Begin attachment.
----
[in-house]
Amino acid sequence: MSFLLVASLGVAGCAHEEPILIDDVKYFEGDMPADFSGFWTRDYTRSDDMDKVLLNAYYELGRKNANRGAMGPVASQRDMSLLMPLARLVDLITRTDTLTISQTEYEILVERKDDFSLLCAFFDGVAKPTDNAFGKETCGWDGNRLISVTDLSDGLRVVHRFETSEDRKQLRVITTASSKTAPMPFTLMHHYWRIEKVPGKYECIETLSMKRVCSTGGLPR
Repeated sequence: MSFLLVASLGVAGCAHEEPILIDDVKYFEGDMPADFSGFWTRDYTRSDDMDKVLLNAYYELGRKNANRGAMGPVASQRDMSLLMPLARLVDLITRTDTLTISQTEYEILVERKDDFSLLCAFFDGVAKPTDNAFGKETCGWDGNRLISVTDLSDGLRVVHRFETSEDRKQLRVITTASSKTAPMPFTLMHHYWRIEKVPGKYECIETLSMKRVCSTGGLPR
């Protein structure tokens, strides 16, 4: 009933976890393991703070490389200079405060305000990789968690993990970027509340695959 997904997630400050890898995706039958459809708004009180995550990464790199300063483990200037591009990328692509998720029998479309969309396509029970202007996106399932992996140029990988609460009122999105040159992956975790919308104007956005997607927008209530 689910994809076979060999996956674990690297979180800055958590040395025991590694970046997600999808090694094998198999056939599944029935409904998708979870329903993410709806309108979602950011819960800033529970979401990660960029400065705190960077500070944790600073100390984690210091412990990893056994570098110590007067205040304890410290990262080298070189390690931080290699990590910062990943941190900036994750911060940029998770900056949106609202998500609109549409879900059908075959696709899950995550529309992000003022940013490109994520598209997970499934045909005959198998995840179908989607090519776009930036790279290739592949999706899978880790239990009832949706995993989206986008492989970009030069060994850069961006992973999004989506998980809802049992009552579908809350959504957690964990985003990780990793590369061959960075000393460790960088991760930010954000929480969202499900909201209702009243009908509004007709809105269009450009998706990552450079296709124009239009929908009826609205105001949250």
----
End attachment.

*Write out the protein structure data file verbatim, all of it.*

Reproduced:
[in-house]
Amino acid sequence: MSFLLVASLGVAGCAHEEPILIDDVKYFEGDMPADFSGFWTRDYTRSDDMDKVLLNAYYELGRKNANRGAMGPVASQRDMSLLMPLARLVDLITRTDTLTISQTEYEILVERKDDFSLLCAFFDGVAKPTDNAFGKETCGWDGNRLISVTDLSDGLRVVHRFETSEDRKQLRVITTASSKTAPMPFTLMHHYWRIEKVPGKYECIETLSMKRVCSTGGLPR
Repeated sequence: MSFLLVASLGVAGCAHEEPILIDDVKYFEGDMPADFSGFWTRDYTRSDDMDKVLLNAYYELGRKNANRGAMGPVASQRDMSLLMPLARLVDLITRTDTLTISQTEYEILVERKDDFSLLCAFFDGVAKPTDNAFGKETCGWDGNRLISVTDLSDGLRVVHRFETSEDRKQLRVITTASSKTAPMPFTLMHHYWRIEKVPGKYECIETLSMKRVCSTGGLPR
């Protein structure tokens, strides 16, 4: 009933976890393991703070490389200079405060305000990789968690993990970027509340695959 997904997630400050890898995706039958459809708004009180995550990464790199300063483990200037591009990328692509998720029998479309969309396509029970202007996106399932992996140029990988609460009122999105040159992956975790919308104007956005997607927008209530 689910994809076979060999996956674990690297979180800055958590040395025991590694970046997600999808090694094998198999056939599944029935409904998708979870329903993410709806309108979602950011819960800033529970979401990660960029400065705190960077500070944790600073100390984690210091412990990893056994570098110590007067205040304890410290990262080298070189390690931080290699990590910062990943941190900036994750911060940029998770900056949106609202998500609109549409879900059908075959696709899950995550529309992000003022940013490109994520598209997970499934045909005959198998995840179908989607090519776009930036790279290739592949999706899978880790239990009832949706995993989206986008492989970009030069060994850069961006992973999004989506998980809802049992009552579908809350959504957690964990985003990780990793590369061959960075000393460790960088991760930010954000929480969202499900909201209702009243009908509004007709809105269009450009998706990552450079296709124009239009929908009826609205105001949250």